Claire Foy and Matt Smith in The Crown, Netflix’s lavish new regal drama

Review: As RTÉ 2 broadcasts a necessary documentary on rape culture, Netflix looks at the British monarchy

Author Louise O’Neill in RTÉ documentary Asking for It

Louise O’Neill explores Ireland’s rape culture in this fascinating Reality Bites documentary

The cast “Alice in Wonderland”: for this revival, director Niall Henry pairs Alice (Miriam Needham) with an older version of herself (Hilary Bowen-Walsh), raising all kinds of conceptual ideas

Blue Raincoat takes a nostalgic trip down the rabbit hole of its own history

In an artfully camp revue of WWI-era songs, the dazzling performance artist Taylor Mac conscripts the audience into an enjoyable a(...)

HBO’s must-see series is more evidence that philosophical pessimism grows in appeal during downbeat times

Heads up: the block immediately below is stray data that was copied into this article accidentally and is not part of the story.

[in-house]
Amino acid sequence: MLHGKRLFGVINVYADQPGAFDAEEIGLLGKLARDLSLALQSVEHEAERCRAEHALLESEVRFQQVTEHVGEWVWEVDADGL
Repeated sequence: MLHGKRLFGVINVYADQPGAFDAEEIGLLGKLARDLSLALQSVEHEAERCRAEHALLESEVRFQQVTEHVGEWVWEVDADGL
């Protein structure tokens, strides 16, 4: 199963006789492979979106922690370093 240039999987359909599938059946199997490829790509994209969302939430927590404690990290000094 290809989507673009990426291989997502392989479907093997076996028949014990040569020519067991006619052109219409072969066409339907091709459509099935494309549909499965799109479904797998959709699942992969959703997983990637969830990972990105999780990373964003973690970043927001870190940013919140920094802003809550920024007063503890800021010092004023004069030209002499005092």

Siobhán McCarthy and Killian Donnelly as Irene and Jackie Day in “Donegal” by Frank McGuinness which is having its premiere  as part of the Dublin Theatre Festival. Photograph: Peter Rowen

Frank McGuinness’s sprawling new ‘play with songs’ does not always hit the high notes

 Dario Fo on the stage in a Milan theatre in 1997: “I was born politicised.”

The Italian actor, director and dramatist never shied away from confrontation – from the Vatican to Berlusconi

List for life: Jonny Donahoe in Every Brilliant Thing. Photograph: Richard Davenport

In Duncan Macmillan’s charming play, the audience helps compile a list of things that make life worth living

Eddie Kay in The Circus Animals’ Desertion by Brokentalkers which is running in the Samuel Beckett Theatre as part of the Dublin Theatre Festival. Photograph: Keith Dixon Photography

Brokentalkers’ surreal piece of dance theatre takes WB Yeats at his word

The Seagull gathers an excellent ensemble

In Corn Exchange’s witty and absorbing new version, set in contemporary Ireland, the feathers fly again

Guerilla by El Conde de Torrefiel at the Dublin Theatre Festival. Photograph: Titanne Bregentzer

Behind the outwardly peaceable or noisy crowd scenes in this dystopian fantasy, there are wars waiting to erupt